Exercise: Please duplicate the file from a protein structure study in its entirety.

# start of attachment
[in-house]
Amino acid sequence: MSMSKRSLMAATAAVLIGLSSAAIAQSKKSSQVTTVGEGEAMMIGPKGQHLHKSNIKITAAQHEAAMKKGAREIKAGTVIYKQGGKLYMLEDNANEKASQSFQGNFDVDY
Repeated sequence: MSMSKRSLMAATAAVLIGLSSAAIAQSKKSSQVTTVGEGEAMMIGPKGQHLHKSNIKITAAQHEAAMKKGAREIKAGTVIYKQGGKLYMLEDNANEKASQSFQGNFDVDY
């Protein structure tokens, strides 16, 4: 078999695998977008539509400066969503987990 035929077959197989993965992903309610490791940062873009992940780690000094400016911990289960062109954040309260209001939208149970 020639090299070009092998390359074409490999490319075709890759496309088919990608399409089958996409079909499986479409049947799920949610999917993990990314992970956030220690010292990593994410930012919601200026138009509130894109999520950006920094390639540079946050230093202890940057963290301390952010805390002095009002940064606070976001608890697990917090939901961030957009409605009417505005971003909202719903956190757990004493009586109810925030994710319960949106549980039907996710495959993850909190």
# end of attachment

[in-house]
Amino acid sequence: MSMSKRSLMAATAAVLIGLSSAAIAQSKKSSQVTTVGEGEAMMIGPKGQHLHKSNIKITAAQHEAAMKKGAREIKAGTVIYKQGGKLYMLEDNANEKASQSFQGNFDVDY
Repeated sequence: MSMSKRSLMAATAAVLIGLSSAAIAQSKKSSQVTTVGEGEAMMIGPKGQHLHKSNIKITAAQHEAAMKKGAREIKAGTVIYKQGGKLYMLEDNANEKASQSFQGNFDVDY
């Protein structure tokens, strides 16, 4: 078999695998977008539509400066969503987990 035929077959197989993965992903309610490791940062873009992940780690000094400016911990289960062109954040309260209001939208149970 020639090299070009092998390359074409490999490319075709890759496309088919990608399409089958996409079909499986479409049947799920949610999917993990990314992970956030220690010292990593994410930012919601200026138009509130894109999520950006920094390639540079946050230093202890940057963290301390952010805390002095009002940064606070976001608890697990917090939901961030957009409605009417505005971003909202719903956190757990004493009586109810925030994710319960949106549980039907996710495959993850909190």